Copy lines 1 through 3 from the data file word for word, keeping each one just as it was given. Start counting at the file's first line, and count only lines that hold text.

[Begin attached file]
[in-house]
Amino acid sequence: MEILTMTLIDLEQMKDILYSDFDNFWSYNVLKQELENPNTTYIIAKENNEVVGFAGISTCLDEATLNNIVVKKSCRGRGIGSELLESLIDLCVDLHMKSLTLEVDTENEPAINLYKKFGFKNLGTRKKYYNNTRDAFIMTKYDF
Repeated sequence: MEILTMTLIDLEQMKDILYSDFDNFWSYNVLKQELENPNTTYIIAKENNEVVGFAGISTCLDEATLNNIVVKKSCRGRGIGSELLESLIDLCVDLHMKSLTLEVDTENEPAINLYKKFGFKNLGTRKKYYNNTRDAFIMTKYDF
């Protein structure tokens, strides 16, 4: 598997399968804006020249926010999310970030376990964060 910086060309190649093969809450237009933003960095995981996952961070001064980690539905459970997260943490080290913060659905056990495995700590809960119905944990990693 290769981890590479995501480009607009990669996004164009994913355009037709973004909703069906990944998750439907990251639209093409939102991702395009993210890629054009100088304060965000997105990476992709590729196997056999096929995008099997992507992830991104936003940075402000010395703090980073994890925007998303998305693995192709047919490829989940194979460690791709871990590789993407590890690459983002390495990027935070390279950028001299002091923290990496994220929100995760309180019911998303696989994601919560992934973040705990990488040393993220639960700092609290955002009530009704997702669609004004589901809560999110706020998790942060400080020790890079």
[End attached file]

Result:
[in-house]
Amino acid sequence: MEILTMTLIDLEQMKDILYSDFDNFWSYNVLKQELENPNTTYIIAKENNEVVGFAGISTCLDEATLNNIVVKKSCRGRGIGSELLESLIDLCVDLHMKSLTLEVDTENEPAINLYKKFGFKNLGTRKKYYNNTRDAFIMTKYDF
Repeated sequence: MEILTMTLIDLEQMKDILYSDFDNFWSYNVLKQELENPNTTYIIAKENNEVVGFAGISTCLDEATLNNIVVKKSCRGRGIGSELLESLIDLCVDLHMKSLTLEVDTENEPAINLYKKFGFKNLGTRKKYYNNTRDAFIMTKYDF